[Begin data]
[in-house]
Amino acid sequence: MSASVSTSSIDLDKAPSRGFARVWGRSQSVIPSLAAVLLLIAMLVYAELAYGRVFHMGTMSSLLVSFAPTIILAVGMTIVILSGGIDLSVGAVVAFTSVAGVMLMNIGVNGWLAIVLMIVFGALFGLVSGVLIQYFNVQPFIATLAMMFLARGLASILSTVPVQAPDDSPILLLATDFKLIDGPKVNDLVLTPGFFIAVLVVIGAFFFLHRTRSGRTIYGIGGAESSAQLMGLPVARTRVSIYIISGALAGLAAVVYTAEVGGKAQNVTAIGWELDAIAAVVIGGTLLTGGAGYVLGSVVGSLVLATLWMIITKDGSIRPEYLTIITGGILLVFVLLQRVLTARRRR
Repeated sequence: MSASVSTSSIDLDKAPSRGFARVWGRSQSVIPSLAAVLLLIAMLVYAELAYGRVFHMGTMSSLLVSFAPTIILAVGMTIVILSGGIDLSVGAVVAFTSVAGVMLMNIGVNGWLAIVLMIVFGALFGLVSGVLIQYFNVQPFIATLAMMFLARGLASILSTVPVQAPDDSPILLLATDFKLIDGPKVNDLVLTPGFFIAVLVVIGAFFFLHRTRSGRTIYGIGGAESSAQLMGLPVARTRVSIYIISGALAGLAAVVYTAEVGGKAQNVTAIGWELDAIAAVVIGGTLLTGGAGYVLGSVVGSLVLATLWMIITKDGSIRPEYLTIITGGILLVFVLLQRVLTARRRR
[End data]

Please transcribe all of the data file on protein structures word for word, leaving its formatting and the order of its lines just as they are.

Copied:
[in-house]
Amino acid sequence: MSASVSTSSIDLDKAPSRGFARVWGRSQSVIPSLAAVLLLIAMLVYAELAYGRVFHMGTMSSLLVSFAPTIILAVGMTIVILSGGIDLSVGAVVAFTSVAGVMLMNIGVNGWLAIVLMIVFGALFGLVSGVLIQYFNVQPFIATLAMMFLARGLASILSTVPVQAPDDSPILLLATDFKLIDGPKVNDLVLTPGFFIAVLVVIGAFFFLHRTRSGRTIYGIGGAESSAQLMGLPVARTRVSIYIISGALAGLAAVVYTAEVGGKAQNVTAIGWELDAIAAVVIGGTLLTGGAGYVLGSVVGSLVLATLWMIITKDGSIRPEYLTIITGGILLVFVLLQRVLTARRRR
Repeated sequence: MSASVSTSSIDLDKAPSRGFARVWGRSQSVIPSLAAVLLLIAMLVYAELAYGRVFHMGTMSSLLVSFAPTIILAVGMTIVILSGGIDLSVGAVVAFTSVAGVMLMNIGVNGWLAIVLMIVFGALFGLVSGVLIQYFNVQPFIATLAMMFLARGLASILSTVPVQAPDDSPILLLATDFKLIDGPKVNDLVLTPGFFIAVLVVIGAFFFLHRTRSGRTIYGIGGAESSAQLMGLPVARTRVSIYIISGALAGLAAVVYTAEVGGKAQNVTAIGWELDAIAAVVIGGTLLTGGAGYVLGSVVGSLVLATLWMIITKDGSIRPEYLTIITGGILLVFVLLQRVLTARRRR